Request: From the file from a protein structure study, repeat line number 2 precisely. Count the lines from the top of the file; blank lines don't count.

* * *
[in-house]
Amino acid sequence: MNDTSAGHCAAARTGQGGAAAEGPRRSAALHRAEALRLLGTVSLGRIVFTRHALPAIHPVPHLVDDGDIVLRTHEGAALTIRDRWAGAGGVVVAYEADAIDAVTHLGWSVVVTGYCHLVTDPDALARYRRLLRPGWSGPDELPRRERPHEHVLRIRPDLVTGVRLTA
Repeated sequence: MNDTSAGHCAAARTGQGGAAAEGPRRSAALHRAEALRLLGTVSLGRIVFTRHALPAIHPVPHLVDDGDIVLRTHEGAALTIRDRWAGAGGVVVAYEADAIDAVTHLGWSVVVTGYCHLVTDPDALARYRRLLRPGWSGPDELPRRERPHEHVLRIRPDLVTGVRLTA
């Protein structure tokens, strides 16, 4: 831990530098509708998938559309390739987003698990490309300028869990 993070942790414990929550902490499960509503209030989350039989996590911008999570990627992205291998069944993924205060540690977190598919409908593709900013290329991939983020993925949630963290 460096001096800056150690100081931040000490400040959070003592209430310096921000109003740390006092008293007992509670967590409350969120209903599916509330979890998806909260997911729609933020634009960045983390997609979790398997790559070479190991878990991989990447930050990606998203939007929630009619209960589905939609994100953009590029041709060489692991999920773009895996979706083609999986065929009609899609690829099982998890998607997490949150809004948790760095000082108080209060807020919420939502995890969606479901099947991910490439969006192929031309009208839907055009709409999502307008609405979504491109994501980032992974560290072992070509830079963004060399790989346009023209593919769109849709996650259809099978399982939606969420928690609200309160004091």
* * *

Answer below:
Amino acid sequence: MNDTSAGHCAAARTGQGGAAAEGPRRSAALHRAEALRLLGTVSLGRIVFTRHALPAIHPVPHLVDDGDIVLRTHEGAALTIRDRWAGAGGVVVAYEADAIDAVTHLGWSVVVTGYCHLVTDPDALARYRRLLRPGWSGPDELPRRERPHEHVLRIRPDLVTGVRLTA